Levin writes with elegant precision, but ultimately her account, hewing closely to the record, adds little to what’s already...

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A MADMAN DREAMS OF TURING MACHINES

In her first novel, Levin, using two mathematical geniuses, showcases the life of the mind.

The Austrian Kurt Gödel (1906–78) and the British Alan Turing (1912–54) never met, but they were intensely aware of each other’s work. Levin, a mathematics professor, cuts between their life stories. We meet Gödel in 1931 at a café gathering of the Vienna Circle founded by philosophy professor Moritz Schlick (later murdered by a Nazi student). Its members, in Wittgenstein’s shadow, oppose religion and mysticism. Gödel’s incompleteness theorems cause him to break reluctantly with Moritz, another tribulation for a paranoid individual fearful of food poisoning. Despite being mothered by his guardian angel Adele, a nightclub dancer, he must spend time in a sanatorium before leaving for the U.S. and Princeton with Adele. Years later, he will die there from self-starvation, bitter at inadequate professional recognition, unlike Turing. The Englishman now has the higher profile, thanks to the successful play Breaking the Code. His difficulties begin in boarding school, where some boys bury him beneath floorboards. He’s rescued from this traumatic ordeal by his friend Chris, the (unrequited) love of Turing’s life. At Cambridge, Turing rejects God, embraces materialism, debates Wittgenstein and dreams of thinking machines. As a Government cryptographer during the war, he breaks the Germans’ Enigma Code, an important contribution to the Allied victory. But Turing’s homosexuality catches up with him, dooming his engagement to a fellow cryptographer. After the war, involved with a thief, he guilelessly incriminates himself and is sentenced to castration. A broken man, he kills himself by eating a poisoned apple. Levin highlights intriguing details (apples, blue liquids, visits to psychics) that unite these tormented men, whose intellectual journeys may give readers a frisson. It’s a fair bet, however, that the lurid material will resonate more, and that their achievements as trailblazers will be overshadowed by, their plight as victims.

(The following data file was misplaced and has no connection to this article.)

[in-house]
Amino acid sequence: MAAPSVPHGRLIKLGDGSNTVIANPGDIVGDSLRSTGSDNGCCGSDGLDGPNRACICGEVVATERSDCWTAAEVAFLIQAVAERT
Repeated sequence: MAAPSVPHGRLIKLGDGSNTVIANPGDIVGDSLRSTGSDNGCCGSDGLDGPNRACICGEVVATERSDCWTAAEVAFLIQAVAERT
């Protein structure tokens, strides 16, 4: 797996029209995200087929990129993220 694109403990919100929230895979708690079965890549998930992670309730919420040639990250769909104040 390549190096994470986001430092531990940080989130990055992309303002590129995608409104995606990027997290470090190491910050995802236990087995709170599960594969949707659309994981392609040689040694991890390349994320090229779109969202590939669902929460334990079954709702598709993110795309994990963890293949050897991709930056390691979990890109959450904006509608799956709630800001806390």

Levin writes with elegant precision, but ultimately her account, hewing closely to the record, adds little to what’s already available.

Pub Date: Aug. 25, 2006

ISBN: 1-4000-4030-2

Page Count: 240

Publisher: Knopf

Review Posted Online: May 20, 2010

Kirkus Reviews Issue: May 15, 2006

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Kin “[find] each other’s lives inscrutable” in this rich, sharp story about the way identity is formed.

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THE VANISHING HALF

Inseparable identical twin sisters ditch home together, and then one decides to vanish.